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This is Chaos Engineering, a newsletter on Entropy
This is Chaos Engineering1, a newsletter about engineering, machine learning, economics, statistics, finance, and startups.
That’s a lot of topics but these are all things I love!
I’ve spent a decade working in Fintech at some of the largest financial institutions in the world (AIG, the Commonwealth Bank of Australia, and Goldman Sachs), startups (Fast, Unidos), and a post-IPO Fintech company (Affirm) in roles spanning data science, machine learning, software, data engineering, credit, and fraud.
I’m also an angel investor and an LP in the Fintech Fund.
Some of the articles I write will be from my blog and others I’ll write only here but they’ll cover all the different topics I mentioned above, hopefully from an engineering perspective. 😉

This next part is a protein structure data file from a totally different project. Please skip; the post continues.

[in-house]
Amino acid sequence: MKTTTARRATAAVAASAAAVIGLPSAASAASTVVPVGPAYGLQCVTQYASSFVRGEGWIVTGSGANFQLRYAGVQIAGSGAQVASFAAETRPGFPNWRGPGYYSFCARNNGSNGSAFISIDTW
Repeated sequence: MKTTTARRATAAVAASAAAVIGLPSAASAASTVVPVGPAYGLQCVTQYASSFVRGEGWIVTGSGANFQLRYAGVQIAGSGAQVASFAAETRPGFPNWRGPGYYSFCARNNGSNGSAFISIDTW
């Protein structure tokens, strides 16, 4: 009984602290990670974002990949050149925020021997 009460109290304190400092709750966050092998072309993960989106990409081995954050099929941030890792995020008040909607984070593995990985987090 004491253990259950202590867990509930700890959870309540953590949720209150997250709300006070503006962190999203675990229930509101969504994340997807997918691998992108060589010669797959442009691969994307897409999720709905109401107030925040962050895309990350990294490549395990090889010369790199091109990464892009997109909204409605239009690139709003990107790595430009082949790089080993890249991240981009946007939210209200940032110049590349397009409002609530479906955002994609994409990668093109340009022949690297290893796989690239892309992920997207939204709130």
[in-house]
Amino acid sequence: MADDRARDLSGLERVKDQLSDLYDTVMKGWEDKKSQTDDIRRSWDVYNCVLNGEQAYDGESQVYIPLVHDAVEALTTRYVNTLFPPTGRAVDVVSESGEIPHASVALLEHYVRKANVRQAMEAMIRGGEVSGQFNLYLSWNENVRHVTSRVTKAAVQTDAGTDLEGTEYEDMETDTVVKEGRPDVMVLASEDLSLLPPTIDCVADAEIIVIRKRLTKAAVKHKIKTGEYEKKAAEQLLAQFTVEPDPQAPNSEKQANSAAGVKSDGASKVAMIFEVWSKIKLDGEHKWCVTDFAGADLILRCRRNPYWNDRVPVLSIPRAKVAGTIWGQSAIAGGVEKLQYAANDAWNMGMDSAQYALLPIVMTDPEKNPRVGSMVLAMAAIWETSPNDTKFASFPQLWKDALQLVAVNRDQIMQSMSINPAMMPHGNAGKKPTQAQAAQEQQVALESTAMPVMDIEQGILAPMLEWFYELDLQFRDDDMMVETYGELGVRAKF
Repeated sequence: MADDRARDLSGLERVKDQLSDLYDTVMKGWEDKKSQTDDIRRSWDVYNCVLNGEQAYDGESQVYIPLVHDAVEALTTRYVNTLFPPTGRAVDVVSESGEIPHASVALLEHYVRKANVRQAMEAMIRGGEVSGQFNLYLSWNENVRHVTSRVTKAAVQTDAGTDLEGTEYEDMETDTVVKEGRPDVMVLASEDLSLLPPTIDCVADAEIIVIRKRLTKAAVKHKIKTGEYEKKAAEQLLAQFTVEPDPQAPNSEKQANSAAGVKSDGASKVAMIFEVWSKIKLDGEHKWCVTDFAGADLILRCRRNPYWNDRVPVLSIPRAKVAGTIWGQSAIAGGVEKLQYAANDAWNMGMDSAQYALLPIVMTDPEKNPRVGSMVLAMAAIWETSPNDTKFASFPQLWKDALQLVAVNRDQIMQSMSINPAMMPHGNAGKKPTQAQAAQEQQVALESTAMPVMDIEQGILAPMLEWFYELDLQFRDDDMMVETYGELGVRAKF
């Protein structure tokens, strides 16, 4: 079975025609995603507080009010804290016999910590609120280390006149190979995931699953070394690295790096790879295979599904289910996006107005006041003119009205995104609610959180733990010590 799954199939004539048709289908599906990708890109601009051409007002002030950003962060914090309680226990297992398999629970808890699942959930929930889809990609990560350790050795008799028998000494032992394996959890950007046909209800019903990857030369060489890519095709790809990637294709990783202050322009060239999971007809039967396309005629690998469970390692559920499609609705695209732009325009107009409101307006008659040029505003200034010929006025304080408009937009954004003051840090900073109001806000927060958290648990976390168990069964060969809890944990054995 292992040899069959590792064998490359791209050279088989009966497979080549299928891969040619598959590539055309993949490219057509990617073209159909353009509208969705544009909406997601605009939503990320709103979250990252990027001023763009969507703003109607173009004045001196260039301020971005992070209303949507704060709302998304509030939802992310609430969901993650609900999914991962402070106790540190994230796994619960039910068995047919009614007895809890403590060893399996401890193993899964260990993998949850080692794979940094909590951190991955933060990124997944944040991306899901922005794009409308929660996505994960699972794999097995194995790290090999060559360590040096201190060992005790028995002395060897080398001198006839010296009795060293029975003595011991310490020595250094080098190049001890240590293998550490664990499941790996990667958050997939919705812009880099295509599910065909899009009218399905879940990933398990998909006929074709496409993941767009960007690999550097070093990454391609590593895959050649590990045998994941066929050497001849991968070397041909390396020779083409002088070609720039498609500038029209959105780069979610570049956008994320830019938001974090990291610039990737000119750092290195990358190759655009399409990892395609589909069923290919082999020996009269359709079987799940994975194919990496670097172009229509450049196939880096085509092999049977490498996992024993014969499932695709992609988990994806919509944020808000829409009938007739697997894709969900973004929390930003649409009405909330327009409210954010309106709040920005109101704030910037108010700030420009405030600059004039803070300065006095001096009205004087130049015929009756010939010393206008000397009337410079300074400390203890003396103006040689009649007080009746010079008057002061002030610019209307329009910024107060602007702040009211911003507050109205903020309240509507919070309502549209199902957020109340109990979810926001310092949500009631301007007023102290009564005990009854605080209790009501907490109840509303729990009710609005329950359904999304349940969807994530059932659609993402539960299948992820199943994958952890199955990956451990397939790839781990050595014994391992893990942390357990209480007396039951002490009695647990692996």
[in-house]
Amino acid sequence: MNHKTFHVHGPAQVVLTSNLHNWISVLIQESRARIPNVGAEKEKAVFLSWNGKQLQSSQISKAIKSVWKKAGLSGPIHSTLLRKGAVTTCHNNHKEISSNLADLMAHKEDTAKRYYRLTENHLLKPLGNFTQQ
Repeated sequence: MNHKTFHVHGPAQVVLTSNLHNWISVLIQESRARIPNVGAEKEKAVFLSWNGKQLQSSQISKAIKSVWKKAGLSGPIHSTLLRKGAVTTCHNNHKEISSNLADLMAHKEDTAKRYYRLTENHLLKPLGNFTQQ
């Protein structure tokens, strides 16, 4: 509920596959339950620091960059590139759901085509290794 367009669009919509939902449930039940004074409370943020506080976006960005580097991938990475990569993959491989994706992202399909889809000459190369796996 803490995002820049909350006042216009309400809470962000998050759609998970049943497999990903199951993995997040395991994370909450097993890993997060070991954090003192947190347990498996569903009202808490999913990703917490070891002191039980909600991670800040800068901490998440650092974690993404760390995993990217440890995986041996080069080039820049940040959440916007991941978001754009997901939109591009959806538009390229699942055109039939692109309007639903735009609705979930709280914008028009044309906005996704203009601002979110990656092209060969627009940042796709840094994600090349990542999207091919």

Why “Chaos Engineering”? Because the modern world is chaos and engineers make their best attempts to impose structure on a chaotic world sprinting towards entropy and I find that wildly entertaining.
I think Shane Parrish best described chaos and entropy, and it quite perfectly reflects my worldview, so I will leave you with his words.
Entropy, a measure of disorder, explains why life seems to get more, not less, complicated as time goes on.
All things trend toward disorder. More specifically, the second law of thermodynamics states that “as one goes forward in time, the net entropy (degree of disorder) of any isolated or closed system will always increase (or at least stay the same).
Entropy is simply a measure of disorder and affects all aspects of our daily lives. In fact, you can think of it as nature’s tax.
Left unchecked disorder increases over time. Energy disperses, and systems dissolve into chaos. The more disordered something is, the more entropic we consider it. In short, we can define entropy as a measure of the disorder of the universe, on both a macro and a microscopic level. The Greek root of the word translates to “a turning towards transformation” — with that transformation being chaos."